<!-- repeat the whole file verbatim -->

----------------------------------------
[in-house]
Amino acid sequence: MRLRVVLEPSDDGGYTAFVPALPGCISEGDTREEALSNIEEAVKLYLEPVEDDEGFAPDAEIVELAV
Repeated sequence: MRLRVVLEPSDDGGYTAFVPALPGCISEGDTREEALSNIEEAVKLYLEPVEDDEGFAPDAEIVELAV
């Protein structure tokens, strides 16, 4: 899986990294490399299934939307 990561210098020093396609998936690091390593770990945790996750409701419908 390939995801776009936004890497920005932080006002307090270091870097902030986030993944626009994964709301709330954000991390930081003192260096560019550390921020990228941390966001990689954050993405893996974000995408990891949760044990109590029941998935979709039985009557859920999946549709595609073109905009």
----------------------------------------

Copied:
[in-house]
Amino acid sequence: MRLRVVLEPSDDGGYTAFVPALPGCISEGDTREEALSNIEEAVKLYLEPVEDDEGFAPDAEIVELAV
Repeated sequence: MRLRVVLEPSDDGGYTAFVPALPGCISEGDTREEALSNIEEAVKLYLEPVEDDEGFAPDAEIVELAV
């Protein structure tokens, strides 16, 4: 899986990294490399299934939307 990561210098020093396609998936690091390593770990945790996750409701419908 390939995801776009936004890497920005932080006002307090270091870097902030986030993944626009994964709301709330954000991390930081003192260096560019550390921020990228941390966001990689954050993405893996974000995408990891949760044990109590029941998935979709039985009557859920999946549709595609073109905009």